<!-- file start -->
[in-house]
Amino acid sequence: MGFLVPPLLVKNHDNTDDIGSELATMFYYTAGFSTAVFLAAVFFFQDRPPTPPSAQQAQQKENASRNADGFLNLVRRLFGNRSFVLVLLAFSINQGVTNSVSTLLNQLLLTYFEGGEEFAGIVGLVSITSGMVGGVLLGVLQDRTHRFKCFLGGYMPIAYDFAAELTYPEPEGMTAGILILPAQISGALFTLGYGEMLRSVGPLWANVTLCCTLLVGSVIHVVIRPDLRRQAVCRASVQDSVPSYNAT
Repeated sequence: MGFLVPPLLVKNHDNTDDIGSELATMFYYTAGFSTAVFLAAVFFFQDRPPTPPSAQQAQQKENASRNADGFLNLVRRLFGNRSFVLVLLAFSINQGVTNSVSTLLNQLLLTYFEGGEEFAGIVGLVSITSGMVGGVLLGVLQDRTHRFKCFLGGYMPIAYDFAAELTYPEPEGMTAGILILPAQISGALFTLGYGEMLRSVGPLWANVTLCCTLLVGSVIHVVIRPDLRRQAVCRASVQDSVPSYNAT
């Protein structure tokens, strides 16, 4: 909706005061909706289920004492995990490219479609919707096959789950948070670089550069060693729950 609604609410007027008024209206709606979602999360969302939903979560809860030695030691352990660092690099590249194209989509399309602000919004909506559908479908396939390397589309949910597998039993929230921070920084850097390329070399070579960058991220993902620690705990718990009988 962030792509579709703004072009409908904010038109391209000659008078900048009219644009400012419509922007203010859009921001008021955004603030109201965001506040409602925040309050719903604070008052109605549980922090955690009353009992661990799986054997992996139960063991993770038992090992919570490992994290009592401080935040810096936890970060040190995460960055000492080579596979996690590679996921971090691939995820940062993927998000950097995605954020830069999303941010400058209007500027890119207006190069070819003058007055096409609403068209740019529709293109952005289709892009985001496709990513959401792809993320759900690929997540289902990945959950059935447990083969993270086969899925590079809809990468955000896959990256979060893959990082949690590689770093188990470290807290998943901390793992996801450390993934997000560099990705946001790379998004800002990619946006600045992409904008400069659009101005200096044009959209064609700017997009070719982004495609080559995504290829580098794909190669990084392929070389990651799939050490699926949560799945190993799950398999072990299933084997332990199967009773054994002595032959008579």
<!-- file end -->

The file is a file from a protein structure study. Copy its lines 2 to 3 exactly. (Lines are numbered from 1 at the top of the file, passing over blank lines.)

Amino acid sequence: MGFLVPPLLVKNHDNTDDIGSELATMFYYTAGFSTAVFLAAVFFFQDRPPTPPSAQQAQQKENASRNADGFLNLVRRLFGNRSFVLVLLAFSINQGVTNSVSTLLNQLLLTYFEGGEEFAGIVGLVSITSGMVGGVLLGVLQDRTHRFKCFLGGYMPIAYDFAAELTYPEPEGMTAGILILPAQISGALFTLGYGEMLRSVGPLWANVTLCCTLLVGSVIHVVIRPDLRRQAVCRASVQDSVPSYNAT
Repeated sequence: MGFLVPPLLVKNHDNTDDIGSELATMFYYTAGFSTAVFLAAVFFFQDRPPTPPSAQQAQQKENASRNADGFLNLVRRLFGNRSFVLVLLAFSINQGVTNSVSTLLNQLLLTYFEGGEEFAGIVGLVSITSGMVGGVLLGVLQDRTHRFKCFLGGYMPIAYDFAAELTYPEPEGMTAGILILPAQISGALFTLGYGEMLRSVGPLWANVTLCCTLLVGSVIHVVIRPDLRRQAVCRASVQDSVPSYNAT